Marchand emphasises how impressive it is how market knowledge and structure has changed since then.

Composition of the market
“I remember in late 80s and early 90s the main source of liquidity were commercial players,” he noted.

“At that time, if you bought or sold 5,000 tonnes to a merchant you could literally observe the price movement on the screen,” he added.

But in today’s world, such a trade and offset hedge would be a blip on the screen, Marchand said.

“Now 5,000 tonnes or 10,000 tonnes [traded] will barely affect the screens,” he said, adding that the financial sector – including investment banks, high frequency traders, hedge funds – are the main source of liquidity today.

The financial players and not market fundamentals are the main drivers of price volatility on a daily basis, he said. “But market fundamentals set the overall price trend,” he added.

Marchand’s market outlook
Problems such as overcapacity and supply discipline suggest that prices will remain near present levels, according to Marchand.

For the next twelve to 18 months, Marchand expects aluminium prices on the LME to trade at $1,450-$1,600 per tonne.

The issues with premium volatility have been fixed for now. “The LME price and the all-in price are back in a normal relationship now,” he said.

In the longer-term, the Asian benchmark premium could change from Japan, which imports 2 million tpy of primary metal, to a Southeast Asian premium.

“I am not saying this is going to happen in the immediate future, but it’s not impossible,” he said.

“[Compared with] the demographics of Japan’s shrinking population, more and more offshoring of industries from Japan and with consumption in Japan not growing” there is a probability that buyers will shift to other regions of Asia for premiums which are more in tune with their own growing consumption.

Marchand believes there is still a lot of primary aluminium production that could be shut, sold or merged into other production entities.

“If you look at companies like Alumax, Reynolds, they are all Alcoa; while Alusuisse, Pechiney and Alcan are Rio Tinto and the former VAW is part of Hydro Aluminium; Sural and Rusal are one,” he said.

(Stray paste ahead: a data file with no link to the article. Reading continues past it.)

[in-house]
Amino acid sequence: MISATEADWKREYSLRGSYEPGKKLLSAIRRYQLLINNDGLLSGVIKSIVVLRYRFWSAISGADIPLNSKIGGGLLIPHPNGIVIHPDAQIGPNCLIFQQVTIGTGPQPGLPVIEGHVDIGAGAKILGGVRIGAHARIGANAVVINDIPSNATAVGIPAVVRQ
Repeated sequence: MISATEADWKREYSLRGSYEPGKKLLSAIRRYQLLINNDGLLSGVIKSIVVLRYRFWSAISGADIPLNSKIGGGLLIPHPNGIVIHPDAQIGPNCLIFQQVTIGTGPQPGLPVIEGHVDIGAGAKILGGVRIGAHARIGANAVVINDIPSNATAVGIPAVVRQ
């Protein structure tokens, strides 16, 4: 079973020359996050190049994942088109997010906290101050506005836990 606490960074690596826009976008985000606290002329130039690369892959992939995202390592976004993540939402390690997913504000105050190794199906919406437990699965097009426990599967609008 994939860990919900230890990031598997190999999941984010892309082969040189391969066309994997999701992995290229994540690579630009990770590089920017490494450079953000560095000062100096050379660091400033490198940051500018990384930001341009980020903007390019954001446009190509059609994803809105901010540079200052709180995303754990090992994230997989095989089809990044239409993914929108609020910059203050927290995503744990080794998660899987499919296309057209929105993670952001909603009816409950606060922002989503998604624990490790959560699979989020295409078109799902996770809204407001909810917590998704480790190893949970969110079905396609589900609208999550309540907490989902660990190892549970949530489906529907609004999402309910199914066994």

“Despite the enormous consolidation that has taken place in the primary aluminium sector, it is still a global industry. However, 15-20 years ago it was truly global because you had many independent companies all over the world.”

An illustrious career
Jean Marchand was born and brought up in Montreal, Quebec in Canada. He joined Alcan through Montreal’s Concordia University campus placement in 1981 as an accounting analyst.

He was rapidly promoted to the audit department and assigned to operational audits.

In 1988, following an operational audit of the metal trading department, he was offered a position in the commercial team with responsibility for the procurement of alloying ingredients with involvement in physical trading.

Marchand progressively became responsible for the entire physical metal trading activity, and was promoted to director, metal trading & price risk management where he assumed oversight of all trading activities on the LME and other terminal markets in addition to physical trading.

After Alcan’s acquisitions of Alusuisse (October 2000) and Pechiney (fourth quarter, 2003), Marchand became responsible for the integration of all trading activities and hedging activities and was appointed director of global remelt ingot sales.

Following Rio Tinto’s acquisition of Alcan, Marchand was appointed director, global remelt ingot sales, marketing and price risk management at the Rio Tinto Aluminium product group.

He retired from Rio Tinto on December 31, 2015.

He is enjoying superannuation by skiing, sailing and his new passion, golfing.